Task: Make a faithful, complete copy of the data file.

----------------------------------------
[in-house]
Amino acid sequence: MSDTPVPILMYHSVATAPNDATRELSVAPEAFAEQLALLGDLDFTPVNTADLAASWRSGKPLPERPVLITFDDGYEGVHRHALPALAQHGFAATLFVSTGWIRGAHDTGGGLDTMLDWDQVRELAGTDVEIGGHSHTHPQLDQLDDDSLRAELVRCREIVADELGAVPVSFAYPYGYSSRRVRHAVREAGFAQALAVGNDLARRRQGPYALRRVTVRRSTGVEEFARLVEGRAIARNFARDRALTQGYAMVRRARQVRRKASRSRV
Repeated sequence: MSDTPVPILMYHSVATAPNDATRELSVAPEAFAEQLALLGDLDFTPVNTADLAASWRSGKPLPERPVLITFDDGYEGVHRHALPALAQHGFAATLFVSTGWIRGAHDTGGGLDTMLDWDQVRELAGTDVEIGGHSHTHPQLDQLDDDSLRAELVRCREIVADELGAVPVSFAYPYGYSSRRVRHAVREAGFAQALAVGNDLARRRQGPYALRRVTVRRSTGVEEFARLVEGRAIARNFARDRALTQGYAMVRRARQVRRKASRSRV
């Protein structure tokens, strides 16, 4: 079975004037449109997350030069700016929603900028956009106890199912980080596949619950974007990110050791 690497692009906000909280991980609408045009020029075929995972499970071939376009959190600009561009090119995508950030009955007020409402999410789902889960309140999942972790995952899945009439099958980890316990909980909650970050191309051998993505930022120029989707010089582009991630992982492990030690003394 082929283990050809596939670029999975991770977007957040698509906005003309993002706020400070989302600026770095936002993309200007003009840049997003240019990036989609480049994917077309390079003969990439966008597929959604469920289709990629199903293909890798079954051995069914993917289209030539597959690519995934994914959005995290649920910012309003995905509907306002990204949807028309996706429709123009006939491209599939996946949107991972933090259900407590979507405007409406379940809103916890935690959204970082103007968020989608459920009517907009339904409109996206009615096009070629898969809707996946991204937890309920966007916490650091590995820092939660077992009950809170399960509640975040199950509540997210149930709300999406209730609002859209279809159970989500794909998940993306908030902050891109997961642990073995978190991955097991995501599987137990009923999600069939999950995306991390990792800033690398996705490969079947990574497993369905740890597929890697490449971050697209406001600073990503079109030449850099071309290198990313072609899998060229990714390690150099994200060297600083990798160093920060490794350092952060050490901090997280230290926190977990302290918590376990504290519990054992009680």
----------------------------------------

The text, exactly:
[in-house]
Amino acid sequence: MSDTPVPILMYHSVATAPNDATRELSVAPEAFAEQLALLGDLDFTPVNTADLAASWRSGKPLPERPVLITFDDGYEGVHRHALPALAQHGFAATLFVSTGWIRGAHDTGGGLDTMLDWDQVRELAGTDVEIGGHSHTHPQLDQLDDDSLRAELVRCREIVADELGAVPVSFAYPYGYSSRRVRHAVREAGFAQALAVGNDLARRRQGPYALRRVTVRRSTGVEEFARLVEGRAIARNFARDRALTQGYAMVRRARQVRRKASRSRV
Repeated sequence: MSDTPVPILMYHSVATAPNDATRELSVAPEAFAEQLALLGDLDFTPVNTADLAASWRSGKPLPERPVLITFDDGYEGVHRHALPALAQHGFAATLFVSTGWIRGAHDTGGGLDTMLDWDQVRELAGTDVEIGGHSHTHPQLDQLDDDSLRAELVRCREIVADELGAVPVSFAYPYGYSSRRVRHAVREAGFAQALAVGNDLARRRQGPYALRRVTVRRSTGVEEFARLVEGRAIARNFARDRALTQGYAMVRRARQVRRKASRSRV
């Protein structure tokens, strides 16, 4: 079975004037449109997350030069700016929603900028956009106890199912980080596949619950974007990110050791 690497692009906000909280991980609408045009020029075929995972499970071939376009959190600009561009090119995508950030009955007020409402999410789902889960309140999942972790995952899945009439099958980890316990909980909650970050191309051998993505930022120029989707010089582009991630992982492990030690003394 082929283990050809596939670029999975991770977007957040698509906005003309993002706020400070989302600026770095936002993309200007003009840049997003240019990036989609480049994917077309390079003969990439966008597929959604469920289709990629199903293909890798079954051995069914993917289209030539597959690519995934994914959005995290649920910012309003995905509907306002990204949807028309996706429709123009006939491209599939996946949107991972933090259900407590979507405007409406379940809103916890935690959204970082103007968020989608459920009517907009339904409109996206009615096009070629898969809707996946991204937890309920966007916490650091590995820092939660077992009950809170399960509640975040199950509540997210149930709300999406209730609002859209279809159970989500794909998940993306908030902050891109997961642990073995978190991955097991995501599987137990009923999600069939999950995306991390990792800033690398996705490969079947990574497993369905740890597929890697490449971050697209406001600073990503079109030449850099071309290198990313072609899998060229990714390690150099994200060297600083990798160093920060490794350092952060050490901090997280230290926190977990302290918590376990504290519990054992009680």